Get­ting the most out of it

Central and North Rural Weekly - - NEWS -

REAL-TIME pro­tein map­ping tech­nol­ogy may pro­vide the miss­ing link for grow­ers look­ing to bet­ter iden­tify the causes of lost rev­enue in their pad­docks and cap­ture pro­tein pre­mi­ums with grain sales more fre­quently.

De­vel­oped by Aus­tralian com­pany Next In­stru­ments, The CropS­can 3000H On Com­bine Anal­yser was one of the key pre­sen­ta­tions to grow­ers and agron­o­mists at the Grains Re­search and Devel­op­ment Cor­po­ra­tion up­dates at Pal­la­mallawa, in north­ern New South Wales re­cently.

De­vel­oper Phillip Clancy said pro­tein map­ping would com­plete the story on soil and plant per­for­mance that is only par­tially pro­vided by yield map­ping.

“Yield map­ping has pro­vided sig­nif­i­cant im­prove­ments in pro­duc­tiv­ity and prof­itabil­ity, but by com­bin­ing yield map­ping with pro­tein maps, grow­ers can more com­pletely un­der­stand the vari­a­tions that oc­cur across the pad­dock,” he said.

“They can then use vari­able rate fer­tiliser ap­pli­ca­tions to achieve the op­ti­mum yield across fields. Real-time pro­tein data can then help to de­ter­mine where in the field ni­tro­gen should be ap­plied and at what rate.

“High yield and high pro­tein in­di­cates that the plant has reached its full po­ten­tial – the ‘sweet spot’.”

One grower in South Aus­tralia has com­bined yield map­ping with a pro­tein map to show that the prob­lem with yield was there was in­suf­fi­cient ni­tro­gen avail­able in the emer­gence and tiller­ing stages, but there was enough ni­tro­gen for the growth stages of sec­tions of the crop.

“In other sec­tions of the same pad­dock, the yield was high how­ever the pro­tein map shows that the av­er­age pro­tein level was lower than ex­pected,” Mr Clancy said.

“As a re­sult of the anal­y­sis, it was found the grower was leav­ing ap­prox­i­mately $10,000 value in the pad­dock be­cause he did not achieve the op­ti­mum yield and pro­tein grades.”

Real-time pro­tein map­ping works whereby near-in­frared light passes through a sam­ple of grains as they are be­ing har­vested, and is trans­mit­ted to a NIR spec­trom­e­ter lo­cated in the cabin. Data is then sent to a cabin-mounted touch-screen per­sonal com­puter where cal­i­bra­tion mod­els are ap­plied for pro­tein, mois­ture and oil.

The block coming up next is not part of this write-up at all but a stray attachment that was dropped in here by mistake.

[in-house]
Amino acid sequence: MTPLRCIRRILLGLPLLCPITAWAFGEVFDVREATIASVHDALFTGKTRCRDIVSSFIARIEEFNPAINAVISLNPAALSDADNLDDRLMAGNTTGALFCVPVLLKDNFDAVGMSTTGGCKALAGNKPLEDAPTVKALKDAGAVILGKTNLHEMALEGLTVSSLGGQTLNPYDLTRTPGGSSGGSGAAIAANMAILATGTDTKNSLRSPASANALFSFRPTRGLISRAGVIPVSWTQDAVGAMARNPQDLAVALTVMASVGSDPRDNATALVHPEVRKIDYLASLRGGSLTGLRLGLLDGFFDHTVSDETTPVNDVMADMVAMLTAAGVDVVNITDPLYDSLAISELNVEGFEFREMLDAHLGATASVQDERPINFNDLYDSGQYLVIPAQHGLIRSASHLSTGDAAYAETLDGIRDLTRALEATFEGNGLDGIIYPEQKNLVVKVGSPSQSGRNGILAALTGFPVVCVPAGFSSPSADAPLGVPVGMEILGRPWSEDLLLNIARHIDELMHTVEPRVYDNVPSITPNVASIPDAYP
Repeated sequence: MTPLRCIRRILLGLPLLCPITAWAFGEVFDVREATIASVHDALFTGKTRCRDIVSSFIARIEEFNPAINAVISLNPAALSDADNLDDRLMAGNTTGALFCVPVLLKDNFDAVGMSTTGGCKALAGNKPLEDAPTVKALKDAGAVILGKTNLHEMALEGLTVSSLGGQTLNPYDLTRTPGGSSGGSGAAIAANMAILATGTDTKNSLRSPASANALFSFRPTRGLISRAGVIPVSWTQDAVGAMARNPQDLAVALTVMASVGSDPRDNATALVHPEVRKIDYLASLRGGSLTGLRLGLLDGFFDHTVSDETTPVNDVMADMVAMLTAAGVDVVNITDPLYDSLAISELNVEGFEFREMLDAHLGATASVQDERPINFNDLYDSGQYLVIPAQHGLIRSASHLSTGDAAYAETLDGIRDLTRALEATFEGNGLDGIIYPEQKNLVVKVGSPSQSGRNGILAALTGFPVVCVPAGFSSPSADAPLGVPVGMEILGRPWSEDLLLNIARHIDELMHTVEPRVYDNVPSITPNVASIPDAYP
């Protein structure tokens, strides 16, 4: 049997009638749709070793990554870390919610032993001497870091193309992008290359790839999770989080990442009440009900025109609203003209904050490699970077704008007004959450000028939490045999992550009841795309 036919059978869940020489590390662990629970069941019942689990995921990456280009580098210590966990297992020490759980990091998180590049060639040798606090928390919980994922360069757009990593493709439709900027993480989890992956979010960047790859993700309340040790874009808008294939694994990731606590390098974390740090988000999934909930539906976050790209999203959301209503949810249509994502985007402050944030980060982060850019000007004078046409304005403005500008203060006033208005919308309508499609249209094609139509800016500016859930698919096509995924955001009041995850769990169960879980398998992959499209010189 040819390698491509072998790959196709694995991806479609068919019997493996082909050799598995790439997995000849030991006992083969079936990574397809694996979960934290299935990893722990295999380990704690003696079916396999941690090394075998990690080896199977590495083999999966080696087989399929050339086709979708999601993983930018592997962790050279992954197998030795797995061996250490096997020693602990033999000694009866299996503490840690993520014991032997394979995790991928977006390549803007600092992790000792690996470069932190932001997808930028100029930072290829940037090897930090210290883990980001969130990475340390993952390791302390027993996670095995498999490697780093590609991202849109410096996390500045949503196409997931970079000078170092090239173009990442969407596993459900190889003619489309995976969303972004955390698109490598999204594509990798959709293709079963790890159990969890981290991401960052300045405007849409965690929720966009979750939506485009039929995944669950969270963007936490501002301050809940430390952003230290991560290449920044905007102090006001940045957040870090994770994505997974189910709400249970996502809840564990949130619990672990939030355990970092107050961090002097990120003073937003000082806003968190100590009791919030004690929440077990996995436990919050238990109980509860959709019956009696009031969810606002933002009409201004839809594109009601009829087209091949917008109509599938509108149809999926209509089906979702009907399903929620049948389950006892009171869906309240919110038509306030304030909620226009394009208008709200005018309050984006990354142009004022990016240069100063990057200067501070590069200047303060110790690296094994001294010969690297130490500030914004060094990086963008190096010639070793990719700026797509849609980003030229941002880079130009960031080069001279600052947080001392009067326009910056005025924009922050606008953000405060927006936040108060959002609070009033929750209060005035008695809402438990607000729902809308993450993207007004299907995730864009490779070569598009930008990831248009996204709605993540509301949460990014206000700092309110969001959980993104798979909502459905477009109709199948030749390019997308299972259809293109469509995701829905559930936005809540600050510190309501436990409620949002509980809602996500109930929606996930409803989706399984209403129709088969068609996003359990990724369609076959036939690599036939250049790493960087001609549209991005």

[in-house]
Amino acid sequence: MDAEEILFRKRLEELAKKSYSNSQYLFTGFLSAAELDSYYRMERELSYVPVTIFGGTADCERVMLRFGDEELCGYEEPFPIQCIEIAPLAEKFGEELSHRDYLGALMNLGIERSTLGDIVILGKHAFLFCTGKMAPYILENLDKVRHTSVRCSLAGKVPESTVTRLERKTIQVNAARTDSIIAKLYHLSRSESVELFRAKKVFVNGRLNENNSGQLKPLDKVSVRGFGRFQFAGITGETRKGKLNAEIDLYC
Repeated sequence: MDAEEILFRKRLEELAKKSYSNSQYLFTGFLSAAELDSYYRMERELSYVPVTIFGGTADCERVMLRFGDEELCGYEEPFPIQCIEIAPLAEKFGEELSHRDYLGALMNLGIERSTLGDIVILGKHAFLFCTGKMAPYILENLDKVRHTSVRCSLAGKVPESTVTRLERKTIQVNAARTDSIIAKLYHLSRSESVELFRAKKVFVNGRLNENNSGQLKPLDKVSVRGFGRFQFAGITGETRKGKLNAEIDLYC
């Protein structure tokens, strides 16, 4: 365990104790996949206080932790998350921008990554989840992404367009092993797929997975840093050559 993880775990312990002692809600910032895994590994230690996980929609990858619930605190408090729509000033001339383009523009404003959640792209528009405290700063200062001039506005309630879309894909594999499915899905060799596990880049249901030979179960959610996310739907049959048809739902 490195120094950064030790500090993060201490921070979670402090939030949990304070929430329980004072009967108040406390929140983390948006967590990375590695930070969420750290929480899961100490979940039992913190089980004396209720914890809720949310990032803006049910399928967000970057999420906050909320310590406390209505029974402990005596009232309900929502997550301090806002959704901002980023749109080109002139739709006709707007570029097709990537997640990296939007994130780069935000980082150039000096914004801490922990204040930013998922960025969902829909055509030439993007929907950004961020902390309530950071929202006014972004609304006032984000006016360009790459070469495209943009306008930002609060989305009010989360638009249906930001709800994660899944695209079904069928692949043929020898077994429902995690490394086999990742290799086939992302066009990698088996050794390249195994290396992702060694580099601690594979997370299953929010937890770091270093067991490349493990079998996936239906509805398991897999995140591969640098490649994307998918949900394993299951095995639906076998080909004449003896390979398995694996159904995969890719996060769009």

As the har­vester bin fills with grain, the bin pro­tein av­er­ages are dis­played in real time so the op­er­a­tor can make de­ci­sions about seg­re­gat­ing grain or se­lec­tively strip­ping dif­fer­ent parts of the pad­dock.

Mr Clancy said the sec­ond ma­jor use of real-time pro­tein map­ping was as a tac­tic to max­imise pro­tein grade pay­ments and was al­ready gen­er­at­ing sig­nif­i­cant profit gains for many grain grow­ers.

“One grower us­ing the tech­nol­ogy for in-pad­dock blend­ing no­ticed a vari­a­tion of up to 5% in pro­tein lev­els across one pad­dock,” Mr Clancy said.

“He was able to mon­i­tor pro­tein lev­els as the bin filled and switch to a lower or higher pro­tein sec­tion of the field un­til the bin av­er­age reached 13.5%.

“He re­ported that ev­ery load was ac­cepted as APH1 grade which at the time at­tracted a $30-per-tonne pre­mium. This prac­tice gen­er­ated an es­ti­mated ad­di­tional $40,000 in grain pay­ments across the farm.

“In a slightly dif­fer­ent ap­pli­ca­tion, another farmer in NSW is us­ing real-time pro­tein data to seg­re­gate grain by pro­tein level be­fore it is stored on farm. The pro­tein, mois­ture and weight of ev­ery truck load that is stored into each silo is recorded by the sys­tem and is made avail­able to their grain mar­ket­ing con­sul­tant.

“Grain is then mar­keted from each silo with con­fi­dence that the pro­tein will meet the buyer’s re­quire­ments. This sys­tem has led to higher prices re­ceived per tonne and no costly re­jected loads for the grower.”

“Farm­ing is about con­vert­ing wa­ter into grain. When there is suf­fi­cient wa­ter avail­able, then the grower’s task is to op­ti­mise the yield and to get the best price for the grain,” Mr Clancy said.

“By com­bin­ing yield and pro­tein maps, grow­ers can more com­pletely un­der­stand the vari­a­tions that oc­cur across the pad­dock.”

He said grow­ers were then able to use vari­able rate fer­tiliser ap­pli­ca­tions to achieve the op­ti­mum yield across pad­docks with real-time pro­tein data able to help de­ter­mine where in the pad­dock ni­tro­gen should be ap­plied and at what rate.

PHOTO: FILE

HAR­VEST: Pro­tein map­ping will help plant per­for­mance.

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